Le Central
Not only is Le Central's impressive selection of French wines the best in town -- filled with interesting bottles from across France that you won't find elsewhere -- it's also one of the best-priced, with remarkably low markups and most bottles coming in at the $20-to-$30 range. This affordable French bistro is just the place to try a 1997 chablis from Domaine de Varoux, or the 1995 Clos du Roy Fronsac, or something elegant from the Bourgogne. And if you're in the mood to splurge, you're in luck: The 1995 Volnay, say, or that year's Châteauneuf-du-Pape, Domaine des Relagnes. If somehow nothing on the regular roster grabs you, then check out the month's featured wines or one of the excellent house wines, which you can buy by the bottle, the glass, the half-glass, the taste or, most intriguing, the percentage of the bottle that's been consumed. We'll drink to that.

Not only is Le Central's impressive selection of French wines the best in town -- filled with interesting bottles from across France that you won't find elsewhere -- it's also one of the best-priced, with remarkably low markups and most bottles coming in at the $20-to-$30 range. This affordable French bistro is just the place to try a 1997 chablis from Domaine de Varoux, or the 1995 Clos du Roy Fronsac, or something elegant from the Bourgogne. And if you're in the mood to splurge, you're in luck: The 1995 Volnay, say, or that year's Châteauneuf-du-Pape, Domaine des Relagnes. If somehow nothing on the regular roster grabs you, then check out the month's featured wines or one of the excellent house wines, which you can buy by the bottle, the glass, the half-glass, the taste or, most intriguing, the percentage of the bottle that's been consumed. We'll drink to that.

Barolo Grill
Mark Antonation
Blair Taylor spends so much time in Italy, we're surprised he hasn't been made an honorary Italian -- or at least had his estimable Barolo Grill given embassy status. Every summer Taylor takes Barolo staffers to Italy so they can taste the food and wine, and he can check out trends that might be worth incorporating into his restaurant. While he's there, Taylor also spends time honing his wine list, a carefully chosen roster of some of the best vintages Italy has to offer, many of them on the rare side, and all of them interesting -- from the barbarescos and the Piemontese to the Tuscan chiantis and an impressive collection of barolos. They go wonderfully with the finely tuned Italian fare put out by chefs Brian Laird and Jeff Vedovelli -- and the staff, thanks to its Italian summer-school lessons, is full of educated opinions about what works with what.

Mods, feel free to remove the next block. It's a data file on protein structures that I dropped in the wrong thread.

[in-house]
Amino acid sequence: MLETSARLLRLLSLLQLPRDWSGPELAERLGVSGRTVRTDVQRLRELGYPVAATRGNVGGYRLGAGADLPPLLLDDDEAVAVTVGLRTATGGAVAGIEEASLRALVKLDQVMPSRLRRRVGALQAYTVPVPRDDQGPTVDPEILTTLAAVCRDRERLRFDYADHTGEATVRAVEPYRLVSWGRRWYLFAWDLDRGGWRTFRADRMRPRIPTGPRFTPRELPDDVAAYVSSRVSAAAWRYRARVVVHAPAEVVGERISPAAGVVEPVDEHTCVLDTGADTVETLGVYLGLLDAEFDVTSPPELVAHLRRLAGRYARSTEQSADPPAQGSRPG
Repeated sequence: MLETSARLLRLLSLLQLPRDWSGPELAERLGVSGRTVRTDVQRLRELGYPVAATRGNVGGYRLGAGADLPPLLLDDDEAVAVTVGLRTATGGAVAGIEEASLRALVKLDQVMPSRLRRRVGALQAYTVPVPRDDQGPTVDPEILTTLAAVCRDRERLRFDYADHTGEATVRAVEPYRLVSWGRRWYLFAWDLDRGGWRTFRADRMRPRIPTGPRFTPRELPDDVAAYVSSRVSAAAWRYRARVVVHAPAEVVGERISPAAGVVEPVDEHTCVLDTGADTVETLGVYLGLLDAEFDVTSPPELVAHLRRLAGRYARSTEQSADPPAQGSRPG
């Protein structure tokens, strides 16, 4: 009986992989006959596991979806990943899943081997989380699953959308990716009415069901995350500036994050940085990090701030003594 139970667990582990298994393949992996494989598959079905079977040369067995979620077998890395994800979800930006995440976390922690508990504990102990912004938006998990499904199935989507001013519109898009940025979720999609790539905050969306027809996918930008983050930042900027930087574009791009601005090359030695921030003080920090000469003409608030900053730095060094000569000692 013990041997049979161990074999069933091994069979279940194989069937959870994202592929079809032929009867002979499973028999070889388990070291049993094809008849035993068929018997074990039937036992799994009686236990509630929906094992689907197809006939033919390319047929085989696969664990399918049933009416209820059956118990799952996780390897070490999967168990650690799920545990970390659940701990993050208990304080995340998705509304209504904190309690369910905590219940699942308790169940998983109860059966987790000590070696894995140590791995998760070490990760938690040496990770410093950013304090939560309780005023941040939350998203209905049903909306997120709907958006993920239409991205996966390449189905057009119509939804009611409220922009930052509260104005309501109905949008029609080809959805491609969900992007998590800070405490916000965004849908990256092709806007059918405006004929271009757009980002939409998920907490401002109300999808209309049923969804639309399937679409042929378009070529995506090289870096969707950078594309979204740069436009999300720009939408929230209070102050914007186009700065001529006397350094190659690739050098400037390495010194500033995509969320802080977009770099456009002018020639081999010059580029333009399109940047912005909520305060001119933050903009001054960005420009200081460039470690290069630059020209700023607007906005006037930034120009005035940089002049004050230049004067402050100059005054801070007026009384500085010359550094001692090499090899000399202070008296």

Blair Taylor spends so much time in Italy, we're surprised he hasn't been made an honorary Italian -- or at least had his estimable Barolo Grill given embassy status. Every summer Taylor takes Barolo staffers to Italy so they can taste the food and wine, and he can check out trends that might be worth incorporating into his restaurant. While he's there, Taylor also spends time honing his wine list, a carefully chosen roster of some of the best vintages Italy has to offer, many of them on the rare side, and all of them interesting -- from the barbarescos and the Piemontese to the Tuscan chiantis and an impressive collection of barolos. They go wonderfully with the finely tuned Italian fare put out by chefs Brian Laird and Jeff Vedovelli -- and the staff, thanks to its Italian summer-school lessons, is full of educated opinions about what works with what.

Mon dieu! The moment this hip, French-inspired restaurant opened, the beautiful people started flocking to the dining room. From there, though, they got a good look at the bar, a cozy yet chic enclave that sports six-foot-high chairs covered in plush fabric with a tilt to the seat, offering extra padding for delicate tushies that have been out clubbing all night; overstuffed lounge chairs and booths for large groups that like to mingle; and a long bar with stools for perching in case you must hop off and hobnob now. Just two months after Sacre Bleu's debut, you can hardly get into the lounge area, which seats fifty and is standing room only on the weekends. But true bar-hoppers will persevere, and their efforts will be rewarded with a varied appetizer menu -- try the scallops and anything with truffles -- as well as an extensive wine and champagne list, drinks prepared by bartenders who look at mixology as both an art and a science, and the best beautiful-people-watching in town.

Readers' choice: Blue 67